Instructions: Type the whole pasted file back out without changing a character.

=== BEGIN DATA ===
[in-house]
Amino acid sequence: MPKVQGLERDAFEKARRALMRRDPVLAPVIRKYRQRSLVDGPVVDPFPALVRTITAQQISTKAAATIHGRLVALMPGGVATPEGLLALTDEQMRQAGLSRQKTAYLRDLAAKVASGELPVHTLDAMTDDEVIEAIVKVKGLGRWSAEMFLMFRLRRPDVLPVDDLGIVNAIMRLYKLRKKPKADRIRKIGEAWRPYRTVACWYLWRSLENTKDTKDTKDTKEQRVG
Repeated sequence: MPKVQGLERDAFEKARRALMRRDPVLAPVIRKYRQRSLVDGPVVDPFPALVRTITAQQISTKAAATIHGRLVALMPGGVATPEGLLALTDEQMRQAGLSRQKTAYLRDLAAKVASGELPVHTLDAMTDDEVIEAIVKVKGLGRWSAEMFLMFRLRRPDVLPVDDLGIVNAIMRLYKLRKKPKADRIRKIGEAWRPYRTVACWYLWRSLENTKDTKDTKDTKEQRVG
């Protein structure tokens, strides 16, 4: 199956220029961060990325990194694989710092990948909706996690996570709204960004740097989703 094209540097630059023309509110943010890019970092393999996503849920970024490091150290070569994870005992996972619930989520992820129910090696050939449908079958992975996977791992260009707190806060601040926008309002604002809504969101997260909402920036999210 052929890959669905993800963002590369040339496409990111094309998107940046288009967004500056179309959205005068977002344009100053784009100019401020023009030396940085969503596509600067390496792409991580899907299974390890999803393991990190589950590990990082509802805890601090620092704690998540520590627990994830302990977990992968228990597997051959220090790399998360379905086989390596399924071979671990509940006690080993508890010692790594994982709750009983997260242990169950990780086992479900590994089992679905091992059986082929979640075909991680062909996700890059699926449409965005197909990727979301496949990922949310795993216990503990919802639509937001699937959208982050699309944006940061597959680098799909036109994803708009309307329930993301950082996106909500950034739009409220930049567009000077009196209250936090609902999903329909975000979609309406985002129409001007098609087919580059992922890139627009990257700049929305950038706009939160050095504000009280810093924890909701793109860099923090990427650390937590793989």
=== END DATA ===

[in-house]
Amino acid sequence: MPKVQGLERDAFEKARRALMRRDPVLAPVIRKYRQRSLVDGPVVDPFPALVRTITAQQISTKAAATIHGRLVALMPGGVATPEGLLALTDEQMRQAGLSRQKTAYLRDLAAKVASGELPVHTLDAMTDDEVIEAIVKVKGLGRWSAEMFLMFRLRRPDVLPVDDLGIVNAIMRLYKLRKKPKADRIRKIGEAWRPYRTVACWYLWRSLENTKDTKDTKDTKEQRVG
Repeated sequence: MPKVQGLERDAFEKARRALMRRDPVLAPVIRKYRQRSLVDGPVVDPFPALVRTITAQQISTKAAATIHGRLVALMPGGVATPEGLLALTDEQMRQAGLSRQKTAYLRDLAAKVASGELPVHTLDAMTDDEVIEAIVKVKGLGRWSAEMFLMFRLRRPDVLPVDDLGIVNAIMRLYKLRKKPKADRIRKIGEAWRPYRTVACWYLWRSLENTKDTKDTKDTKEQRVG
């Protein structure tokens, strides 16, 4: 199956220029961060990325990194694989710092990948909706996690996570709204960004740097989703 094209540097630059023309509110943010890019970092393999996503849920970024490091150290070569994870005992996972619930989520992820129910090696050939449908079958992975996977791992260009707190806060601040926008309002604002809504969101997260909402920036999210 052929890959669905993800963002590369040339496409990111094309998107940046288009967004500056179309959205005068977002344009100053784009100019401020023009030396940085969503596509600067390496792409991580899907299974390890999803393991990190589950590990990082509802805890601090620092704690998540520590627990994830302990977990992968228990597997051959220090790399998360379905086989390596399924071979671990509940006690080993508890010692790594994982709750009983997260242990169950990780086992479900590994089992679905091992059986082929979640075909991680062909996700890059699926449409965005197909990727979301496949990922949310795993216990503990919802639509937001699937959208982050699309944006940061597959680098799909036109994803708009309307329930993301950082996106909500950034739009409220930049567009000077009196209250936090609902999903329909975000979609309406985002129409001007098609087919580059992922890139627009990257700049929305950038706009939160050095504000009280810093924890909701793109860099923090990427650390937590793989």